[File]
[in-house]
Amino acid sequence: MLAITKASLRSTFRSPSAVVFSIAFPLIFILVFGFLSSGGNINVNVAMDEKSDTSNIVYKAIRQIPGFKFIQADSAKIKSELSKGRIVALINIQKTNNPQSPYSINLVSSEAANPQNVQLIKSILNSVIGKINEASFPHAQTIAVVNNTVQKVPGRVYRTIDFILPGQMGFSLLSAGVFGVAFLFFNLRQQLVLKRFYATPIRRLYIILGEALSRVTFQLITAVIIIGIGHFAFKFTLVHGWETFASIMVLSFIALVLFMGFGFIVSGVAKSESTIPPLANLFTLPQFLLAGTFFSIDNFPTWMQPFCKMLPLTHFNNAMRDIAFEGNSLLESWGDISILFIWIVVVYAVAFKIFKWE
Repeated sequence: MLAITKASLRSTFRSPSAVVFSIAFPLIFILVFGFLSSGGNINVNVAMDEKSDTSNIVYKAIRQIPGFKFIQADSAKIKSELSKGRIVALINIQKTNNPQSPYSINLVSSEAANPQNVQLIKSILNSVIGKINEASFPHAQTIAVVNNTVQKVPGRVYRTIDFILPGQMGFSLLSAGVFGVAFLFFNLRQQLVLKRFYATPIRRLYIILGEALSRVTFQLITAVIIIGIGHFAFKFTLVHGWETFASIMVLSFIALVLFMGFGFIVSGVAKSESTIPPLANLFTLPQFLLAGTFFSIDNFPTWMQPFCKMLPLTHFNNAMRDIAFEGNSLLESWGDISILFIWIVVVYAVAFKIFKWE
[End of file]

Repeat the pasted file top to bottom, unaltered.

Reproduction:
[in-house]
Amino acid sequence: MLAITKASLRSTFRSPSAVVFSIAFPLIFILVFGFLSSGGNINVNVAMDEKSDTSNIVYKAIRQIPGFKFIQADSAKIKSELSKGRIVALINIQKTNNPQSPYSINLVSSEAANPQNVQLIKSILNSVIGKINEASFPHAQTIAVVNNTVQKVPGRVYRTIDFILPGQMGFSLLSAGVFGVAFLFFNLRQQLVLKRFYATPIRRLYIILGEALSRVTFQLITAVIIIGIGHFAFKFTLVHGWETFASIMVLSFIALVLFMGFGFIVSGVAKSESTIPPLANLFTLPQFLLAGTFFSIDNFPTWMQPFCKMLPLTHFNNAMRDIAFEGNSLLESWGDISILFIWIVVVYAVAFKIFKWE
Repeated sequence: MLAITKASLRSTFRSPSAVVFSIAFPLIFILVFGFLSSGGNINVNVAMDEKSDTSNIVYKAIRQIPGFKFIQADSAKIKSELSKGRIVALINIQKTNNPQSPYSINLVSSEAANPQNVQLIKSILNSVIGKINEASFPHAQTIAVVNNTVQKVPGRVYRTIDFILPGQMGFSLLSAGVFGVAFLFFNLRQQLVLKRFYATPIRRLYIILGEALSRVTFQLITAVIIIGIGHFAFKFTLVHGWETFASIMVLSFIALVLFMGFGFIVSGVAKSESTIPPLANLFTLPQFLLAGTFFSIDNFPTWMQPFCKMLPLTHFNNAMRDIAFEGNSLLESWGDISILFIWIVVVYAVAFKIFKWE